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Genetics, Folate Deficiency And L-Methylfolate


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#1 Amysgarden

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Posted 26 January 2015 - 06:56 PM

Chatted with a former psychiatrist today at work. He mentioned something about a genetic variation that causes people to have problems adequately absorbing folic acid to produce l-methylfolate, which is apparently something that has to do with the production of serotonin, dopamine, etc.

Has anyone been tested for this? He said that people with severe chronic depression tend to test positive, at least within his clinical observations. I've been trying to do some research on this. He said that those with this deficiency need to take l-methylfolate because they can't process folate normally. I'm intrigued.

#2 ShadyLady

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Posted 26 January 2015 - 06:59 PM

'I'm intrigued,' too, Amy;). Out us know anymore research you find on this! What is the name of the test and who administers it? Interesting piece to add to the jigsaw puzzle of chronic depression;)

Be well. XXX

#3 ShadyLady

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Posted 26 January 2015 - 07:01 PM

Out us? Huh?! Let us know. Stupid IPad:(

#4 fishinghat

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Posted 26 January 2015 - 07:37 PM

Last time I looked there was 8 genes related to depression and 6 for anxiety. That was a couple years ago. I am sure there are more by now, Suffering from anxiety myself I looked in the anxiety genes. Most of the genes made a person more vulnerable to anxiety and only two were directly linked to causing anxiety directly if present. There are few drs and labs that do genetic testing for these genes but they are still fairly expensive and the end result is that you are/are not prone to have depression (or anxiety as the case may be). The hope is that someday these tests will show what genes we have and that may be able to indicate the best treatment option. Unluckily we are not there yet.

 

If you want to learn more about the folic acid/l-methylfolate gene let me know and I will dig up some info for you.


#5 Amysgarden

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Posted 26 January 2015 - 09:59 PM

From greatlakesttc.com...(couldn't paste the link for whatever reason). This is a reasonable summary of what he was talking about. He had tested a lot of his patients for the MTHFR polymorphism. And nearly all had it.




When searching for the right therapy to help a patient reach remission treating depression, it can (at times) become very frustrating from patients. Approximately 2/3 of individuals do not achieve remission for depression with serotonin-norepinephrine reuptake inhibitor (SNRI) and selective serotonin reuptake inhibitor (SSRI) monotherapy. Basically, this means that a psychiatrist who has 20 clients and is treating them for depression could have 14 who have no (or very little) improvement with their symptoms. Treatment-resistant depression (TRD) is a term that is used to describe these type of patients. It is used to describe people with Major Depressive Disorder that do not reach remission after multiple antidepressant trials.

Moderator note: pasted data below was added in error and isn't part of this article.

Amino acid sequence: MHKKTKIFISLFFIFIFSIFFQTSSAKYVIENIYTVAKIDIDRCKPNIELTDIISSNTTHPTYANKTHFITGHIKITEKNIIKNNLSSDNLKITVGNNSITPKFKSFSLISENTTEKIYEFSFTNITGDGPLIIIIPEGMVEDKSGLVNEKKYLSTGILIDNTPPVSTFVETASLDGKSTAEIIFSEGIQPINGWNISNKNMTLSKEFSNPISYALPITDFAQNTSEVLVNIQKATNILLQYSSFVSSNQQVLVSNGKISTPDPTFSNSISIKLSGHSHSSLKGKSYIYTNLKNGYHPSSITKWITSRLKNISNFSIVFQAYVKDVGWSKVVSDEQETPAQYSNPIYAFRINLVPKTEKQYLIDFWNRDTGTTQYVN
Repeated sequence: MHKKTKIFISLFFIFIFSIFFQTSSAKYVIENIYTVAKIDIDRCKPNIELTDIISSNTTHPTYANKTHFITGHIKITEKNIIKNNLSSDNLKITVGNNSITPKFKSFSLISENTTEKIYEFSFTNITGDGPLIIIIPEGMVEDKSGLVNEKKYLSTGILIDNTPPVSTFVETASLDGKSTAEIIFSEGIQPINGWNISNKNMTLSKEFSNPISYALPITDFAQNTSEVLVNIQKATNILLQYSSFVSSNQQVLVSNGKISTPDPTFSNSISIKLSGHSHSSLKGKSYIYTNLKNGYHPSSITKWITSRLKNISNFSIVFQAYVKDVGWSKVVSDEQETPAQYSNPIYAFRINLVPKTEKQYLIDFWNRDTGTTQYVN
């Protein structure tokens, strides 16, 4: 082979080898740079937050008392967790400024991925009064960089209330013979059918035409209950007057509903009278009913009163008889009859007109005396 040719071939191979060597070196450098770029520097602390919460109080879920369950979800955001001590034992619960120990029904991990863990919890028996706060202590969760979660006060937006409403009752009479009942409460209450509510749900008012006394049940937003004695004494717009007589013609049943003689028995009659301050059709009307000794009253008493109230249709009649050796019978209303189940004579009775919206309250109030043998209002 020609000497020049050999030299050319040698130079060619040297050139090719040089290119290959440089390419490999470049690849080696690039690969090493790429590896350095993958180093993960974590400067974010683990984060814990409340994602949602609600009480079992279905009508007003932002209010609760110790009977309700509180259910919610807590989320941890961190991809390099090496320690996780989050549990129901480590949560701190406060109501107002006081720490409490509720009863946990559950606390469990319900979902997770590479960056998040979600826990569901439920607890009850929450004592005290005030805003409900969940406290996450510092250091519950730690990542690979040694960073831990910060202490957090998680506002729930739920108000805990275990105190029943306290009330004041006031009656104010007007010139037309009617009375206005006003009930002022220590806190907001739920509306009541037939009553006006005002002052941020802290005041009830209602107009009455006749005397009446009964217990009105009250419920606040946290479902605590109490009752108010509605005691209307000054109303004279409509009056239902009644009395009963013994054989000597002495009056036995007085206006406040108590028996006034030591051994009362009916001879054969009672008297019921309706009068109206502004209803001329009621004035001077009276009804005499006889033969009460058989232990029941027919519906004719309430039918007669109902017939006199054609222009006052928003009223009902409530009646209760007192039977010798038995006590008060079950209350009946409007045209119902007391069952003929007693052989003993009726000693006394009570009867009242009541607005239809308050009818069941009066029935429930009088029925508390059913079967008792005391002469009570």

Individuals who suffer from uncontrolled depression are more likely to have high medical bills, employment problems, and suicidal thoughts. One reason psychiatrist may think patients suffer from TRD is because patients may have an L-methylfolate deficiency. This deficiency may be the reason why treatment with traditional antidepressant medication is not effective in managing symptoms of depression.

In order to understand what it is, you first need to understand Folate. Folate is found in green leafy vegetables, orange juice, nuts, and even some fruits. It is normally part of a healthy diet. Folate is something that the body requires for cell growth and reproduction. Folate is a necessity for overall health.

Folic acid is the synthetic form of folate and must be digested and process before the body can even use it. There are even several steps the body has to go through to break it down. These need to be done for a person to reap the full benefit of folic acid. As a result of these detailed steps to break it down, the body then makes a more specific version of the folate called L-Methylfolate.
L-methylfolate is very important because unlike folic acid, it crosses the blood brain barrier. It has been shown that many people have a genetic error called the MTHFR polymorphism. This limits their body’s ability to break down the folic acid into L-methylfolate. It is the ‘limit’in this polymorphism that causes patients to not metabolize antidepressants, which creates the TRD.
Additional risk factors that may cause L-methylfolate deficiency:
Certain medications

Diseases

Lifestyle habits

Age

Not enough folate in your diet

This deficiency can lead to decreased red blood cells (anemia) or even cause high levels of some amino acids in blood (hyperhomocysteinemia).
Presently, the US-FDA has approved only one form of folate—l-methylfolate (Deplin). Deplin has not been approved as a primary treatment, but rather as an adjunctive treatment. It should be taken in addition to a client's regular psychiatric medications. The specifics of this treatment option need to be discussed with a patient’s family and physicians.

#6 ZappAlta

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Posted 27 January 2015 - 03:44 AM

A perscribed medication called DEPLIN (aka L METHYLFOLATE)   It may be worth a try for many .





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